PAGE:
So everything that’s ok for everybody else is not ok when it comes to the Jews and the Jewish state. That’s anti-Semitism. And we are not talking about criticism or a policy, it doesn’t really matter what Israel does or doesn’t do, what it engages in or doesn’t engage in, it’s the very fact that it is.

Wistrich: I would extend this. It’s ontological guilt. That the very being of Israel is, as it were, a crime. That, to me, is the most devastating aspect of the current wave of delegitimization. That so many discussions of Israel are now tainted by an assumption of guilt that is a given. That has a long history of anti-Semitism.

Hoenlein: There is also an attempt to deny Jewish connection to this land.
You can have official bodies where they focus on sites like the Western Wall, the Cave of the Patriarchs and say these were not Jewish sites and having scholars justifying this and writing position papers on this and the deputy director of UNESCO issuing a statement characterizing Rachel's Tomb as a mosque. They deny us a past and they deny us a future. And they understand it better than many Jews do and better than many Israelis even who don’t get the significance of this attempt. It’s delegitimizing Jews collectively but also as a Jewish state because if we weren’t here, if we have no roots here, what rights do we have to be here in the future?

Cotler: In some sense, delegitimization is not new, it’s been with us since 1948 when Israel was regarded as an original sin. What is new is the strategic aspect, and that is the laundering of delegitimization under the cover of law for example. I agree with Robert on the political and ideological warfare on Israel.
There’s also lawfare. The explosion of the legal revolution and the human rights revolution has a pernicious effect on the legitimacy of Israel.

Wistrich: This is taking place under an umbrella of human rights which is something new, relatively speaking. This is the wrapping in which it comes and this attracts many liberal people.

Hoenlein: And the core of this goes back to Durban I, where they said ‘just as we used BDS against South Africa, we’ll use BDS against Israel.’ It may not be a coordinated effort but there certainly is a plan and that blueprint was laid down at Durban I and we are not coming up to Durban III.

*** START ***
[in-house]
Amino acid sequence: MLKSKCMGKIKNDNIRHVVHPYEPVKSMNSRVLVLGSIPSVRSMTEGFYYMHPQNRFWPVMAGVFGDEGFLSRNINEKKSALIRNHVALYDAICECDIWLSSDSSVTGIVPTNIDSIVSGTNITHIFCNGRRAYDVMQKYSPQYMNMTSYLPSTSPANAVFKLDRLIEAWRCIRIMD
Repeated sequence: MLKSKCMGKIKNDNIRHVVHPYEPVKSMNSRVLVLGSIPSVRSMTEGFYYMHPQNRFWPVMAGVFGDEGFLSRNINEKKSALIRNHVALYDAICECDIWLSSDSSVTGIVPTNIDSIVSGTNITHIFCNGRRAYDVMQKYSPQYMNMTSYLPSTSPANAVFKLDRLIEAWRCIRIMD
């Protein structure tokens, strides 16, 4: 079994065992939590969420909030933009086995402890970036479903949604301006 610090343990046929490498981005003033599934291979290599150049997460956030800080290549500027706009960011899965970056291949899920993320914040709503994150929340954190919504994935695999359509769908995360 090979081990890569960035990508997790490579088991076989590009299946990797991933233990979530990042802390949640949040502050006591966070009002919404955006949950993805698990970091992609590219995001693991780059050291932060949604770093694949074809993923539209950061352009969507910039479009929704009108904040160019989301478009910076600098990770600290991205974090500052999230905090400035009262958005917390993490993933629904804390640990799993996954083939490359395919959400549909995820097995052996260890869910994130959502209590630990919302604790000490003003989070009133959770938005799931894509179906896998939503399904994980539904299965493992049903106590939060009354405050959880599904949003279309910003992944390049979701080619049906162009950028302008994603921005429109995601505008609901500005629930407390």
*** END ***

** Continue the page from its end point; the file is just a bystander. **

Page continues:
Ben-David: I’d like to pick up on what you just said about not being completely organized. How aware are people outside the Israeli press, the Jewish press, the Israeli dialogue circles about delegitimization?

Foxman: This is a very important question. Who made it as significant as it is? My feeling is we have. We have made it a lot more serious, a lot more significant, we have even given them a weapon which they didn’t really have.

This is classic rejection, they tried it by war, they tried it by economics, this is a new manifestation. We gave it this global, strategic air. I don’t think it’s there. And I think while we have international conferences on how to fight delegitimization, we are giving to them something they didn’t have. I’m concerned that we have given it a status and an importance. I don’t think there’s global strategy.

Wistrich: Let me ask you this: I have recently been following up on the political Left and going back in time to see whether the things we’re discussing now, where they began and how coordinated or uncoordinated it was and I think initially, it was in an experimental phase. The time when I remember, the 1970s, it was more marginal. Today, we are way beyond that. On the Left, I see it as very organized and successfully infiltrating, for lack of a better word, many mainstream organizations. That may not be universally true and it’s also fair to say that not everybody engaged in these campaigns are all on the same page but the Islamists and the Leftists have found some modus vivendi.

The Arab states sometimes have a different agenda, Iran has a certain agenda and so on. There are many groups there but it is becoming much more organized than it used to be. You read the stuff about Israeli universities, it seems they have a strategy, they have goals, they’ve laid it out and they have a method.

Foxman: You talk about the Left infiltrating mainstream but they’ve done that from time immemorial. There is a change here that has not so much to do with us, it’s a technology thing. The internet has provided them with a platform, and now you can communicate in nanoseconds globally. What we saw during Operation Cast Lead, we’ve always seen. Every Mideast conflict spawns anti-Semitic activities globally; that’s a fact. It was not as “successful” as it was after Gaza. Why? Because the internet was used to recruit, to send a message so that you had the imagery, the call for demonstrations, the targets and so on and so its’ the technology which makes it so global.

Hoenlein: The communications revolution is a factor, but there is something happening and I think you got to face it realistically. When you see in Hollywood, when you see the movements among unions, when you see their efforts in Australia, Scotland, Ireland, this is being done on a global level, they use all sorts of guises for doing it, but that doesn’t diminish the significance of what they are doing. I don’t like the term delegitimization.